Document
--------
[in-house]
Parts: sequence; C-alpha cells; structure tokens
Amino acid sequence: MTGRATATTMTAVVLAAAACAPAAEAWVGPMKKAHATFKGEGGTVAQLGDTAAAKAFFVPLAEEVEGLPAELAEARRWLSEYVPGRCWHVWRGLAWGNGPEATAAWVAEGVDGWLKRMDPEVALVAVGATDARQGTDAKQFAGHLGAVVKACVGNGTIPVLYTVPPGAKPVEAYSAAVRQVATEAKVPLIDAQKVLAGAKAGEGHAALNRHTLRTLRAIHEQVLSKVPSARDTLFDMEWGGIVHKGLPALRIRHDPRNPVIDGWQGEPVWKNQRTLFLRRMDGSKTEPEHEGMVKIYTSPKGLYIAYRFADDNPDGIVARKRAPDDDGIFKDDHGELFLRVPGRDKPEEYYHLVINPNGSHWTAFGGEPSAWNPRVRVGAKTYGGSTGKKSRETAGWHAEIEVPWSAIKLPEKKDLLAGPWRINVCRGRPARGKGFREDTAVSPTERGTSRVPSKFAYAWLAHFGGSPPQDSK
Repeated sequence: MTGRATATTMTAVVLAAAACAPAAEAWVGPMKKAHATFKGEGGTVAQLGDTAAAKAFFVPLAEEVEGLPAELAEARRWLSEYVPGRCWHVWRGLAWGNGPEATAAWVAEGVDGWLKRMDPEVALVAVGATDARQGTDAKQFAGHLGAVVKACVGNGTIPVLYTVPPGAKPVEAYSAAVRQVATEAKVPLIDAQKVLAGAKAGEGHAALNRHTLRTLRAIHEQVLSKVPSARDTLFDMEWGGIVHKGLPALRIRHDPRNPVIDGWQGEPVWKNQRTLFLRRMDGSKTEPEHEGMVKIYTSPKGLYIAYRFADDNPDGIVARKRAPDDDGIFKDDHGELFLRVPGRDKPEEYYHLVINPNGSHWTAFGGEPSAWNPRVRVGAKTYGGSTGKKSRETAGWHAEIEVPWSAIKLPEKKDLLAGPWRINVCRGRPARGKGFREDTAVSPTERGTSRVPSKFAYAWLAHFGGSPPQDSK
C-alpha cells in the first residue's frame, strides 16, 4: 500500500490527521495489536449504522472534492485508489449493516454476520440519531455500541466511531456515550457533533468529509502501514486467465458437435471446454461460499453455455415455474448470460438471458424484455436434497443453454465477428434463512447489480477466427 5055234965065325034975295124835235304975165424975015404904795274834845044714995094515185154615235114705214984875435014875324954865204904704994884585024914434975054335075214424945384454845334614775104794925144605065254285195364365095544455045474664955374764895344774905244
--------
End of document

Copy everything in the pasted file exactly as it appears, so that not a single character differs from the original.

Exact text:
[in-house]
Parts: sequence; C-alpha cells; structure tokens
Amino acid sequence: MTGRATATTMTAVVLAAAACAPAAEAWVGPMKKAHATFKGEGGTVAQLGDTAAAKAFFVPLAEEVEGLPAELAEARRWLSEYVPGRCWHVWRGLAWGNGPEATAAWVAEGVDGWLKRMDPEVALVAVGATDARQGTDAKQFAGHLGAVVKACVGNGTIPVLYTVPPGAKPVEAYSAAVRQVATEAKVPLIDAQKVLAGAKAGEGHAALNRHTLRTLRAIHEQVLSKVPSARDTLFDMEWGGIVHKGLPALRIRHDPRNPVIDGWQGEPVWKNQRTLFLRRMDGSKTEPEHEGMVKIYTSPKGLYIAYRFADDNPDGIVARKRAPDDDGIFKDDHGELFLRVPGRDKPEEYYHLVINPNGSHWTAFGGEPSAWNPRVRVGAKTYGGSTGKKSRETAGWHAEIEVPWSAIKLPEKKDLLAGPWRINVCRGRPARGKGFREDTAVSPTERGTSRVPSKFAYAWLAHFGGSPPQDSK
Repeated sequence: MTGRATATTMTAVVLAAAACAPAAEAWVGPMKKAHATFKGEGGTVAQLGDTAAAKAFFVPLAEEVEGLPAELAEARRWLSEYVPGRCWHVWRGLAWGNGPEATAAWVAEGVDGWLKRMDPEVALVAVGATDARQGTDAKQFAGHLGAVVKACVGNGTIPVLYTVPPGAKPVEAYSAAVRQVATEAKVPLIDAQKVLAGAKAGEGHAALNRHTLRTLRAIHEQVLSKVPSARDTLFDMEWGGIVHKGLPALRIRHDPRNPVIDGWQGEPVWKNQRTLFLRRMDGSKTEPEHEGMVKIYTSPKGLYIAYRFADDNPDGIVARKRAPDDDGIFKDDHGELFLRVPGRDKPEEYYHLVINPNGSHWTAFGGEPSAWNPRVRVGAKTYGGSTGKKSRETAGWHAEIEVPWSAIKLPEKKDLLAGPWRINVCRGRPARGKGFREDTAVSPTERGTSRVPSKFAYAWLAHFGGSPPQDSK
C-alpha cells in the first residue's frame, strides 16, 4: 500500500490527521495489536449504522472534492485508489449493516454476520440519531455500541466511531456515550457533533468529509502501514486467465458437435471446454461460499453455455415455474448470460438471458424484455436434497443453454465477428434463512447489480477466427 5055234965065325034975295124835235304975165424975015404904795274834845044714995094515185154615235114705214984875435014875324954865204904704994884585024914434975054335075214424945384454845334614775104794925144605065254285195364365095544455045474664955374764895344774905244